The same steps can be followed for tomatoes. In both cases you'll want to water at least once a week but not nearly as much as you did when they were outside. Think 1/3 to 1/4 of what you gave it then. You'll also need to feed it a nitrogen-heavy food once or twice a month to keep up leaf growth. I'm using a compost tea. When it gets time to plant it outside again, you'll switch to a more potassium and phosphorous-heavy feed to stimulate root and flower growth to prepare it for the season. Finally, you'll want to top it off every few weeks so it doesn't completely cease growing and tries to bush out more.
Practically every other vegetable is a one-time seasonal thing that cannot be saved overwinter. So what do you do with that thick broccoli stalk or the corn stalks that you couldn't eat or the dried pumpkin vines after harvesting the pumpkins? One beautiful word: Compost.
|A Mixture of finished compost, coffee grounds and dead leaves|
Composting is incredibly difficult and easy. If you're here reading this, I'm sure you've read/asked about compost and know of the varying ratios of browns to greens and reds and blues and all that! Look, there are two things you need in abundance for good compost: dead leaves and coffee grounds/kitchen scraps. The best way to get coffee grounds is to call your local Starbucks or other coffeehouse about an hour before they close and ask them if they have any used ones from the day for your garden. Most (not all) will gladly give them to you because it's their waste and they'd rather you put it to good use than just throw it out.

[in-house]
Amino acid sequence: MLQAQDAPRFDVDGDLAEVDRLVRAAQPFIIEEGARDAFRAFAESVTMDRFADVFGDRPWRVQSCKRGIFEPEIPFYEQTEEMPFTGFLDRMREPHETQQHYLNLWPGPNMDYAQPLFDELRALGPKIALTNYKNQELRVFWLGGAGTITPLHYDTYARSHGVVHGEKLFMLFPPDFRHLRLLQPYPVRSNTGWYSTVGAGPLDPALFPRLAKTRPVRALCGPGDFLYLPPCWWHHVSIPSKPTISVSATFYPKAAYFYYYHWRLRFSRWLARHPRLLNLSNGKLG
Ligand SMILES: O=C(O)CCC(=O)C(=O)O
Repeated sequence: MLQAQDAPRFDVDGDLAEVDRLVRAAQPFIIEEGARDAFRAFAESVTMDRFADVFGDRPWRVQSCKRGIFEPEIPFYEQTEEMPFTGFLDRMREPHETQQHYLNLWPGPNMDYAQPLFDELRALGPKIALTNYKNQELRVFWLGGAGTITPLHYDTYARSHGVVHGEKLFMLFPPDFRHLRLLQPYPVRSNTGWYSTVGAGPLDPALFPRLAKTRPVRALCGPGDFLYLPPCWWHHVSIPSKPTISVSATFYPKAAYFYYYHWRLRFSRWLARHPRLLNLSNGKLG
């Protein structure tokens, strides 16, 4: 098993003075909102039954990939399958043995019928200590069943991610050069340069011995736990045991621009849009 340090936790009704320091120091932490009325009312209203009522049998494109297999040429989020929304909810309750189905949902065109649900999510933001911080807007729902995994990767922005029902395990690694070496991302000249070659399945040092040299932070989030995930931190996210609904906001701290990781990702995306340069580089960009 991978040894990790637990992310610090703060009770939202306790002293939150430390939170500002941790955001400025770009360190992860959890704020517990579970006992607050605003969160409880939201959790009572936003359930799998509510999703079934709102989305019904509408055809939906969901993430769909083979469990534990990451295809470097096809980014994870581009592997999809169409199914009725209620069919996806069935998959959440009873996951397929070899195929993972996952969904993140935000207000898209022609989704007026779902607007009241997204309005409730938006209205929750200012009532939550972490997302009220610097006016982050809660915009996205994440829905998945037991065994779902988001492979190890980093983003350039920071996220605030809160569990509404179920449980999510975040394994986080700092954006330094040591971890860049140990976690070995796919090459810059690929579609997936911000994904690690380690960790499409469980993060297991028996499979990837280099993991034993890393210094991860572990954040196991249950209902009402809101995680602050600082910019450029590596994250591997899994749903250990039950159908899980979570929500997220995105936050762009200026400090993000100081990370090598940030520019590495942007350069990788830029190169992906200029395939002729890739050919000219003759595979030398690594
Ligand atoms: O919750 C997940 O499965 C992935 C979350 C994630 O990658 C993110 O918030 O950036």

Collect leaves either from the leaf litter of your own property in the fall or that of your surrounding neighbors. Note that you will need ten times more leaves than you will coffee grounds. Since I was thinking about putting in a small orchard next year, I needed leaves not just for my compost but also for mulch for all of my garden beds. So, instead of collecting leaves week after week which I did last year and it took two and a half weeks to collect all the leaves I needed, I called my local service department and asked for them to dump some leaves on my property during their free leaf pick-up rounds.
|Seriously It Took Up A Third Of The Lawn. LEAVES!|
It took some massaging and getting on people to properly do their job, but I ended up with a lot of leaves; in fact, probably too much. You see, the deal originally was for me to get one of the smaller truckloads about half the size of the pile you see. That pile by the way may look small perspective-wise, however, it stood no less than six feet tall and was as wide as a pick-up truck and longer than two mid-sized cars parked back to back. It was literally tons of leaves. So, stuck with the task of moving them, I had to take three full days off last week from writing just to get them around the property to where they needed to go, eating up all my free time.
A few before and after pictures, this is what the berm of small trees covering the back edge of my property used to look like.
|You can't even see the trees from the weeds and it doesn't look tall either.|
And this is it with the leaf mulch. It should be noted that it stands roughly two and a half feet high.
|The picture is from farther away, however you can clearly see the difference in definition and height.|
These are the two front gardens filled with leaves as their mulch.
|Makes a great looking mulch!|
I should note two things here. First is that the leaves will eventually breakdown all on their own. Many people get chopped-up trees to mulch their gardens. While that works, it means that a tree has been cut down or has naturally died and was shredded to get what you see. Leaves, however, are not only almost as nutrient dense as the tree bark, but readily fall each year. The nutrients the tree's roots pull from the ground go directly to the leaves. It is only right that it should go back into the ground. Also, I am of the opinion that the bigger the tree, the deeper or wider the roots, thusly the more nutrients they've pulled. So get as many leaves from tall healthy trees as possible.